Sadly there is no sign that the lesson has been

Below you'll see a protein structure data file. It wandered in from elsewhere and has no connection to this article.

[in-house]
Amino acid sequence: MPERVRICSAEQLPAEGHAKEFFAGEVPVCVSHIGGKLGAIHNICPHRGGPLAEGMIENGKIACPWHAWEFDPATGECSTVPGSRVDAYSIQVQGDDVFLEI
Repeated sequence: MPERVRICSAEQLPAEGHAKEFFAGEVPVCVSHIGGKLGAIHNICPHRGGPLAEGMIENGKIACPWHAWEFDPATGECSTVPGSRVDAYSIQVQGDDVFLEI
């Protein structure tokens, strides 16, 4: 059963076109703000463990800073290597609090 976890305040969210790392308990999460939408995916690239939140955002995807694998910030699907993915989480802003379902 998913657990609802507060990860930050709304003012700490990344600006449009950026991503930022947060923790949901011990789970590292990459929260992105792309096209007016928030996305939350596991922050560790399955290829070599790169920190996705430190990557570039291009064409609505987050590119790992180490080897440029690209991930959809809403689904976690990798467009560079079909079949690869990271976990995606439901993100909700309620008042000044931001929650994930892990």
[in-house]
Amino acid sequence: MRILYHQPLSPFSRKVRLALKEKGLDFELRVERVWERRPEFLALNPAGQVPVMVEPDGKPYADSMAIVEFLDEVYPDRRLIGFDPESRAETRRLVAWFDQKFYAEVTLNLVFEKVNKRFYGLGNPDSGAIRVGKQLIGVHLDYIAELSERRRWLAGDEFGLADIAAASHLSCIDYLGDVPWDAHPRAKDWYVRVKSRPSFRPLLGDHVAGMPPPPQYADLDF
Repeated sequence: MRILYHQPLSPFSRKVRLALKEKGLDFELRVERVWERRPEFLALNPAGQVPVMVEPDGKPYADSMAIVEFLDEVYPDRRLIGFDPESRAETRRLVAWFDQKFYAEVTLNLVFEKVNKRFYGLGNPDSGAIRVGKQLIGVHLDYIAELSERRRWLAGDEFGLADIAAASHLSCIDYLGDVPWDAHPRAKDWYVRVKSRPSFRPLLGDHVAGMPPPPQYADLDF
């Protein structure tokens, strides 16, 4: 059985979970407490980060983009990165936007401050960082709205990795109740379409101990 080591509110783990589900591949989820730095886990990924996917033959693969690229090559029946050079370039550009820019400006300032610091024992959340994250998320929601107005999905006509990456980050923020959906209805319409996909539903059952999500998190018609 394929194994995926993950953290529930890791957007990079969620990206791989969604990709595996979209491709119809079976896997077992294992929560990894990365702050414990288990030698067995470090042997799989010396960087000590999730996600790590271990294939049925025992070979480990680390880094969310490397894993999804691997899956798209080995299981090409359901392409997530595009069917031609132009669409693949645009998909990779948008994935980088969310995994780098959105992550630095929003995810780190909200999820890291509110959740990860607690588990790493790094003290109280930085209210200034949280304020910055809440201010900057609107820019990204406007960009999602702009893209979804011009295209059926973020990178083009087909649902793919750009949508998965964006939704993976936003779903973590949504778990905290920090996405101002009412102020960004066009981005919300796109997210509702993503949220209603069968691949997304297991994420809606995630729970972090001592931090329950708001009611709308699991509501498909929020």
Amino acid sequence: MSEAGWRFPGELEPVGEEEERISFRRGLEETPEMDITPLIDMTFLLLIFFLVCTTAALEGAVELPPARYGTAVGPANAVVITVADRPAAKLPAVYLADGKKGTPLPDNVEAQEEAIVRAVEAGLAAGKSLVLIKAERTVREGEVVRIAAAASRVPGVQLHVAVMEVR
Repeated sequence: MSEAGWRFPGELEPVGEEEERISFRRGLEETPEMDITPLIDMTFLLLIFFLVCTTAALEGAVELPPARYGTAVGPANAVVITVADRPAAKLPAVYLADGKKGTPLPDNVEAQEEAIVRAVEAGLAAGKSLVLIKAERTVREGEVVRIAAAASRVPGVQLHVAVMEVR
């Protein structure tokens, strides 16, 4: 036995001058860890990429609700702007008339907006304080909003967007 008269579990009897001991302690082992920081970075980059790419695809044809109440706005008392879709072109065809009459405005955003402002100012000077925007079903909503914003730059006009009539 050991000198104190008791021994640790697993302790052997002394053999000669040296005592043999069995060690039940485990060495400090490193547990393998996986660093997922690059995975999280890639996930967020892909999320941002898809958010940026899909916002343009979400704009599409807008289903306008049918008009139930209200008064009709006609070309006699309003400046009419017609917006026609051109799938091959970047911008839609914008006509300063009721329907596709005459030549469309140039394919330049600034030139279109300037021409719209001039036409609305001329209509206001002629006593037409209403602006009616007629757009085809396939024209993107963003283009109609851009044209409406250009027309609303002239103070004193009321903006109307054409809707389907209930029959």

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Unformatted text preview: g places and capturing them; when necessary it also involves elimination in the case of their attempt to break free of the American hunt, even outside the Afghan borders. Independently of the results of the operation in this country, the hunt for terrorists cannot stop there. This entails spreading the anti-terrorist war, even if limited, on other countries. Undoubtedly, it will be a special forces war’. (WAR IS A HUNT, THE ENEMY IS AN ANIMAL conceptual metaphors) In this excerpt, the enemy, Al Qaeda terrorists, is rhetorically degraded to the level of animals, a common stylistic means in a propagandist vilification of the enemy. 2.9.2. Other rhetorical strategies Unlike in one of the texts of the 1980s, in 2001 the journalists do not believe that they have an unrestricted access to information, or that ‘the television picture does not lie’. Urszula Piwowar-Lesman in her article “Dawkowanie informacji” [‘Dosing information’] criticizes American journalists for co-operating with the American government and the military and not striving for unvarnished news. She construes a dichotomy between the Western, biased journalists and the Al-Jazeera television channel, which through this juxtaposition seems to be a more impartial source. A qualitative analysis of war news 181 2.10. The Times on the war on terror The corpus of articles analysed in this section comes from The Times Archive online, the key words Afghanistan and terrorism were searched for in the same period as that delineated for Trybuna Ludu, i.e. Oct. 1st 2001 – Dec. 21st 2001. From several hundred articles submitted as a result of the search, 124 were selected as most pertinent to the war on terror conducted in Afghanistan. The choice was based on the content of the summaries provided for each article. 2.10.1. Paragraph-structuring metaphors Of the analysed articles, two were built around one conceptual metaphor. The first was a feature article by Simon Jenkins classified as opinion and a commentary under the title “Real hawks would not dispatch the bombers” published on Oct. 03rd 2001. The structuring conceptual metaphor POLITICIANS ARE HAWKS OR DOVES was activated already in the title. Real is the key word here, as Jenkins defines the term in accord with his own political vision, contesting the usual association of hawks with aggression and speed. He juxtaposes hawks with the defeatists, who only later are dubbed as doves-in-khaki. Musolff (p.c.) sees a two-fold distinction here: one between doves and doves-in-khaki and another between hawks and real hawks. This differentiation allows the author to contrast real doves, i.e. outspoken pacifists with the doves-in-khaki, i.e. cowardly military men, who bomb Iraq but refrain from a land operation. The real hawks in opposition to so-so hawks and the doves-in-khaki would invade Iraq. The metaphor, POLITICIANS ARE HAWKS OR DOVES, elaborated in paragraphs two and three (see below), is then employed as a discourse-structuring device. (116) Since that man, Osama bin Laden, is last reported to be hid...
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